With reformed members of the Cowboys and his best friend Doc Holliday, Wyatt leads the charge in hunting down and killing the Cowboys for what they did to his family. The last half of the film is some of the best vengeance scenes filmed on the silver screen.
Tombstone was the first film in less than a year to explore the life of lawman Wyatt Earp. Unlike the Kevin Costner epic of six months later Wyatt Earp, Tombstone was a financial and critical hit. What makes Tombstone so good is that the narrative is confined to the events of when the Earps arrive in Tombstone and the ensuing results of the gunfight at the O.K. Coral.
Kurt Russell and Val Kilmer are perfect as Earp and Holliday. They capture the good and bad of the two historical figures and their performances dominate the screen. Kilmer is perfect as Holliday whether he is drunkenly mocking people at the card tables or pushing himself out of bed to join the Earps because he heard there would be trouble. Doc Holliday is not a good guy, but Kilmer makes us see Holliday through multiple perspectives. If he didn’t like you then you were in trouble, but as Holliday states when he is asked why he rides with Wyatt on this revenge trek, it’s because Wyatt Earp is his friend and he doesn’t have anyone else. It’s good to be Doc Holliday’s friend.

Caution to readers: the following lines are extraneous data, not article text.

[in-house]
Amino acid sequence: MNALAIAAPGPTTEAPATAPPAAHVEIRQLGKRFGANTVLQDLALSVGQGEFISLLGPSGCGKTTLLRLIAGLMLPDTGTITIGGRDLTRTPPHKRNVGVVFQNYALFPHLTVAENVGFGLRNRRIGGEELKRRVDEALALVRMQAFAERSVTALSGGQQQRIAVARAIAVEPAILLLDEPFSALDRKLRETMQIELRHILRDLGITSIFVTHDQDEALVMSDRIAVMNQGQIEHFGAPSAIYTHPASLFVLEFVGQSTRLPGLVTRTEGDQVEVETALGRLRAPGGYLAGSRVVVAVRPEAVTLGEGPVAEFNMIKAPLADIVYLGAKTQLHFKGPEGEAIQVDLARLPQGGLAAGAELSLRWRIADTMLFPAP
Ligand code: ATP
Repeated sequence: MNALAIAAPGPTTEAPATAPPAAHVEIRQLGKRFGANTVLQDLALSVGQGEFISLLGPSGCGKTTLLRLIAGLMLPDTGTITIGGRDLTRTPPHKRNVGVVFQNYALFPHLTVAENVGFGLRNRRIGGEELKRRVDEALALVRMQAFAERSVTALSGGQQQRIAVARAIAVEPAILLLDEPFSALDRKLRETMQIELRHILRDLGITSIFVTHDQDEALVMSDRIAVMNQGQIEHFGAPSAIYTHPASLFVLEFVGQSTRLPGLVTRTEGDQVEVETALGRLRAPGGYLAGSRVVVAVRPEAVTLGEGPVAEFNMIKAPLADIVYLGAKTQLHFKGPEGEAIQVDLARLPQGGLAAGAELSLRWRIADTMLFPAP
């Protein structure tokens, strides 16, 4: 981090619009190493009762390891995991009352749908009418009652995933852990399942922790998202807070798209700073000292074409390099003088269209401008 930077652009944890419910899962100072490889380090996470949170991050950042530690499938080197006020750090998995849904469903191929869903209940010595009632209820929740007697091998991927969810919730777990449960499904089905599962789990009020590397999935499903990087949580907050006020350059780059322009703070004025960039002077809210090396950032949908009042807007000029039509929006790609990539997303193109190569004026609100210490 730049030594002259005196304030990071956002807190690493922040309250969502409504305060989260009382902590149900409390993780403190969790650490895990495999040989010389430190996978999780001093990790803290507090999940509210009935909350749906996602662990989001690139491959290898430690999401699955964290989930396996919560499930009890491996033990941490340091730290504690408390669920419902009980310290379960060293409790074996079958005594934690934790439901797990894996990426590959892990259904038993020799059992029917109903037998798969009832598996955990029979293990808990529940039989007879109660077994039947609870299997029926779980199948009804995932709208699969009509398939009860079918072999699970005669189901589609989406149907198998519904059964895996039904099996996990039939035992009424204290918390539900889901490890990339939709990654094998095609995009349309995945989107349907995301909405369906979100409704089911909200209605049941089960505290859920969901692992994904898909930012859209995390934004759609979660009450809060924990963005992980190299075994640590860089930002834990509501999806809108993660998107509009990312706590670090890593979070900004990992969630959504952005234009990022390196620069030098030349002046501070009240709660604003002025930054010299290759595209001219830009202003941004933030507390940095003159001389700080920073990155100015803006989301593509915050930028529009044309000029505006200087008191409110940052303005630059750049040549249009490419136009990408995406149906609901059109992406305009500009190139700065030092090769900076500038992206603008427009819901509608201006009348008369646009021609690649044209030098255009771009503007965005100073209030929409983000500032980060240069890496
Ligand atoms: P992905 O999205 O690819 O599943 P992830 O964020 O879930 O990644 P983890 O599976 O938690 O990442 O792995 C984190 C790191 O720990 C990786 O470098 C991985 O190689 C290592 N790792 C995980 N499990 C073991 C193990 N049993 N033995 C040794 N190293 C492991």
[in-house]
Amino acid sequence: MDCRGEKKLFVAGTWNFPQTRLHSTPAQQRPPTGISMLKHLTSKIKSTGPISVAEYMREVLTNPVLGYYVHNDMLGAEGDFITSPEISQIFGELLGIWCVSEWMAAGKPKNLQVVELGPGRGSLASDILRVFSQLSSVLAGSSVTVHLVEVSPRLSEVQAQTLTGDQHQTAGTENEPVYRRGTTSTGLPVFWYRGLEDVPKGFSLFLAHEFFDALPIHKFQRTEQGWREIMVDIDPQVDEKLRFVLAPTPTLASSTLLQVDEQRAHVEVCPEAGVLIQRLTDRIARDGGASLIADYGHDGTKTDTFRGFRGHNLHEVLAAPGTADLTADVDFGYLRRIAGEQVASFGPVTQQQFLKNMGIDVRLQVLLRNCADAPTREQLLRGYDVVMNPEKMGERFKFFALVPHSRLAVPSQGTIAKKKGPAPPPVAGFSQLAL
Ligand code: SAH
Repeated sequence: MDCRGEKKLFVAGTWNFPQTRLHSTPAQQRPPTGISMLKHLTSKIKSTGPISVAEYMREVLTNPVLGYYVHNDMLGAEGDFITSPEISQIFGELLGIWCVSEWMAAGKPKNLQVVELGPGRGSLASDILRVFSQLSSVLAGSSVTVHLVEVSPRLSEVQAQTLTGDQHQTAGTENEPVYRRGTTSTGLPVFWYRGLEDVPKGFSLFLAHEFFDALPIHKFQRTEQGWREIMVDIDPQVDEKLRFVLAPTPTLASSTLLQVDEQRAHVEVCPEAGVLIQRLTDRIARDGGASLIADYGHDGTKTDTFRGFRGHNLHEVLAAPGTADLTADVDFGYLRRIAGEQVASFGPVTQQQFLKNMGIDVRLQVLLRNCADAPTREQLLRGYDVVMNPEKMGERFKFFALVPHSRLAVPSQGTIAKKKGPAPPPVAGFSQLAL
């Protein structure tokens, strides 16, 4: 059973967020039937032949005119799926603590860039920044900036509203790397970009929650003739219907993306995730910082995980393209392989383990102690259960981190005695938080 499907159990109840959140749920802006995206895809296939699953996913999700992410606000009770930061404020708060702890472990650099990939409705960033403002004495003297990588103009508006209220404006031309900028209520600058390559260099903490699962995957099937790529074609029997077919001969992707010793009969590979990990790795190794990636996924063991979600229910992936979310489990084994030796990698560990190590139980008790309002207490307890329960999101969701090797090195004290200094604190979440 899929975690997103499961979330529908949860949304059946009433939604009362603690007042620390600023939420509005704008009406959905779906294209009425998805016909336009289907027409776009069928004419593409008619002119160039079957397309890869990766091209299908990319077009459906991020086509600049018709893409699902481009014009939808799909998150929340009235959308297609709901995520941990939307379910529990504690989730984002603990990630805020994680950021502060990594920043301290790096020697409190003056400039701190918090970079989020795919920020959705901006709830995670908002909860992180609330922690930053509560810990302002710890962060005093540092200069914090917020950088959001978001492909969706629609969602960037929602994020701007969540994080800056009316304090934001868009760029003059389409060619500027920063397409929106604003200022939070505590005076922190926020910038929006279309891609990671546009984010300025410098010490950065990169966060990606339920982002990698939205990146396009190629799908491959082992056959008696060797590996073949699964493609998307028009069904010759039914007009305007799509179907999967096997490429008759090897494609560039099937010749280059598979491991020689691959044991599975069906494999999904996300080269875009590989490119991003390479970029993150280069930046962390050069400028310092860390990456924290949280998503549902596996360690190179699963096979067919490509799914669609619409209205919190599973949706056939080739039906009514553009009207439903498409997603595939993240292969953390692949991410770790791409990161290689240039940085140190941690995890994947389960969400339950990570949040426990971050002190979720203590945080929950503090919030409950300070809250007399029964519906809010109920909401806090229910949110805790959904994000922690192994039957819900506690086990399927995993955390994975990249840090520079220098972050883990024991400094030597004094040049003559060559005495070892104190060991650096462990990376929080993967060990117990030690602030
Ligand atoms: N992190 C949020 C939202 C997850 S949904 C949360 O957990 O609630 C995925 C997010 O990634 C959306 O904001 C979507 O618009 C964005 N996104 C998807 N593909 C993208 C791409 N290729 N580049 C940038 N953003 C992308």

Kurt Russell matches Kilmer as a Wyatt Earp who is trying to make a new life but ultimately can’t avoid the sins of his past. Russell projects an aura of calm for the first quarter of the film until the murder of Sheriff Fred White. Wyatt subdues Curly Bill, the murderer, and diffuses a rush from Ike Clanton to free Curly Bill. Wyatt states point blank that Ike’s friends might get him in a rush but that will be after Wyatt turns Ike’s head into a canoe with the gun he has. Russell shifts his performance from a man looking for peace to a powerful god of fury with this simple exchange.
The rage Russell projects as the tension heats up and the showdown with Curly Bill is another epic scene where Kurt Russell shows how much of a gifted actor he is. With just one word spoken repeatedly, Russell charges into a gun battle with anger and fury dominating his face and wins the day. When all is done, Russell shifts his character back to the caring friend who visits Doc in the sanitarium and sweeps Josie Marcus off her feet.